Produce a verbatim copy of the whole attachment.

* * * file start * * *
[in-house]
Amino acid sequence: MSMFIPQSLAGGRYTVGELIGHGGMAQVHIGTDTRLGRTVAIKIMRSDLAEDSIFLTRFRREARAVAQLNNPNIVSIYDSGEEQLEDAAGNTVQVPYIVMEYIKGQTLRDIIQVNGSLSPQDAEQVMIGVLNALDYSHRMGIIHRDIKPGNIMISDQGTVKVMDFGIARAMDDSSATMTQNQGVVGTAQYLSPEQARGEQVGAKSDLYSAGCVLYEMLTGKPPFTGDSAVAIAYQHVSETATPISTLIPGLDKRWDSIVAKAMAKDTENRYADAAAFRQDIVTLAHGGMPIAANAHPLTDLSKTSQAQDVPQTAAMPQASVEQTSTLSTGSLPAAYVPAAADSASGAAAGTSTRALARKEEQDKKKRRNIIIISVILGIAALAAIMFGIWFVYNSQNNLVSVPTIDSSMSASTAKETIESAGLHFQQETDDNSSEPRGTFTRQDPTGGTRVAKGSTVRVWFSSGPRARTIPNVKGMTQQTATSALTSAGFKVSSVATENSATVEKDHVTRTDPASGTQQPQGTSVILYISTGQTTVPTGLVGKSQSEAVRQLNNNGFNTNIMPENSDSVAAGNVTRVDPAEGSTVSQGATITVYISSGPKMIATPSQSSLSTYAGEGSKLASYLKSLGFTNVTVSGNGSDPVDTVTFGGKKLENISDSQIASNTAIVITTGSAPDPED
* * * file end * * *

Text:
[in-house]
Amino acid sequence: MSMFIPQSLAGGRYTVGELIGHGGMAQVHIGTDTRLGRTVAIKIMRSDLAEDSIFLTRFRREARAVAQLNNPNIVSIYDSGEEQLEDAAGNTVQVPYIVMEYIKGQTLRDIIQVNGSLSPQDAEQVMIGVLNALDYSHRMGIIHRDIKPGNIMISDQGTVKVMDFGIARAMDDSSATMTQNQGVVGTAQYLSPEQARGEQVGAKSDLYSAGCVLYEMLTGKPPFTGDSAVAIAYQHVSETATPISTLIPGLDKRWDSIVAKAMAKDTENRYADAAAFRQDIVTLAHGGMPIAANAHPLTDLSKTSQAQDVPQTAAMPQASVEQTSTLSTGSLPAAYVPAAADSASGAAAGTSTRALARKEEQDKKKRRNIIIISVILGIAALAAIMFGIWFVYNSQNNLVSVPTIDSSMSASTAKETIESAGLHFQQETDDNSSEPRGTFTRQDPTGGTRVAKGSTVRVWFSSGPRARTIPNVKGMTQQTATSALTSAGFKVSSVATENSATVEKDHVTRTDPASGTQQPQGTSVILYISTGQTTVPTGLVGKSQSEAVRQLNNNGFNTNIMPENSDSVAAGNVTRVDPAEGSTVSQGATITVYISSGPKMIATPSQSSLSTYAGEGSKLASYLKSLGFTNVTVSGNGSDPVDTVTFGGKKLENISDSQIASNTAIVITTGSAPDPED